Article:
d. The CASD staff used a stamp to provide Respondent's signature for the prescriptions and the laboratory test orders in Respondent's name. The CASD staff did not check with Respondent on June 2, 2008, to receive his permission or instructions to use his signature for this specific purpose.

e. Respondent's failure to take appropriate and adequate measures at the time that the Florida clinic was opened to prevent his signature stamp from being involved in activities of the Florida clinic demonstrated a lack of proper diligence in his professional practice.

Prior Board Orders:

a. The Board entered an Agreed Order on June 22, 2006, ("2006 Order") due to Respondent's failure to maintain adequate medical records in his position as "gatekeeper" for the Cameron County indigent patient program. The 2006 Order required Respondent to: submit charts to a chart monitor quarterly for two years; attend the University of California San Diego Physician Assessment and Clinical Education ("PACE") medical recordkeeping program within one year; and resign from his position as "gatekeeper" for the Cameron County indigent patient program.

b. The Board entered an Agreed Order on April 13, 2007, ("2007 Order") due to Respondent's misleading advertising. The 2007 Order required Respondent to cease the misleading advertising and to pay an administrative penalty of $5,000.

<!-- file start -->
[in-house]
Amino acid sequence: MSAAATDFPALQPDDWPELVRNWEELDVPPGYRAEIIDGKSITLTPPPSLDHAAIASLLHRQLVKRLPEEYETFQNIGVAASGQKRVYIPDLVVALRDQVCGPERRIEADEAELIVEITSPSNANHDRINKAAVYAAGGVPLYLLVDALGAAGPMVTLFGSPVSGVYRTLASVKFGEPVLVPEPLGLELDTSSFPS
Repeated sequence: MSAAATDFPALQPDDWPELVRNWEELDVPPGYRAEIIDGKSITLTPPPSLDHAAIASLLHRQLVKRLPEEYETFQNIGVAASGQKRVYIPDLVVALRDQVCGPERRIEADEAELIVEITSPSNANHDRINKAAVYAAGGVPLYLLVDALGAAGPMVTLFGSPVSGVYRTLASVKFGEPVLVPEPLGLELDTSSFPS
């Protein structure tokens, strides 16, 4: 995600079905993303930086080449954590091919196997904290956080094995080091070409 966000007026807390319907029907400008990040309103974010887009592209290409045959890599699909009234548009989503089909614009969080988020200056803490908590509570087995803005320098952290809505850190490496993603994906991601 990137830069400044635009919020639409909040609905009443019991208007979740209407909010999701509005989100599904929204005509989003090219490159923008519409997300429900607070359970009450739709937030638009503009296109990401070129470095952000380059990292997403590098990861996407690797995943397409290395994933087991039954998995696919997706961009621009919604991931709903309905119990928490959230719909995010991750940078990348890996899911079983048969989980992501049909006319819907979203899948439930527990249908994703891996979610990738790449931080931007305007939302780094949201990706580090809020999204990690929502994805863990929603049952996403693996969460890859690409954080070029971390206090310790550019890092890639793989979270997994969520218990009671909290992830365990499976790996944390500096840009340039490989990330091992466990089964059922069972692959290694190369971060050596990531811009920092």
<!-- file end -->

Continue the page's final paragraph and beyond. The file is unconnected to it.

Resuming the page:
7. Respondent's actions in this case are below the standard of care due to one or more of the following: inadequate medical recordkeeping; negligence in providing medical services; failure to use proper diligence; poor medical judgment; poor decision making; and non-therapeutic prescribing and/or treatment.

8. The actions of the Respondent as specified above violate one or more of the following provisions of the Medical Practice Act:

a. Respondent is subject to disciplinary action pursuant to Section 164.051 (a)(1) of the Act based on Respondent's commission of an act prohibited under Section 164.052 of the Act.

b. Section 164.051 (a)(6) of the Act, failing to practice medicine in an acceptable professional manner consistent with public health and welfare, is further defined by Board Rule 190.8(1)(A), the failure to treat a patient according to the generally accepted standard of care; Board Rule 190.8(1 )(B), negligence in performing medical services; Board Rule 190.8(l)(C), failure to use proper diligence in one's practice; Board Rule 190.8(1 )(D), failure to safeguard against potential complications; Board Rule 190.8(1 )(H) failure to disclose reasonable alternative treatment to the proposed treatment or treatment; and Board Rule 190.8(1 )(K) prescription or administration of a drug in a manner that is' not in compliance with Board Rule §200 relating to the standards for physicians practicing complementary and alternative medicine.

c. §164.052(a)(5) of the Act authorizes the Board to take disciplinary action against Respondent based on Respondent's unprofessional or dishonorable conduct that is likely to deceive or defraud the public as provided by Section 164.053 of the Act, or injure the public.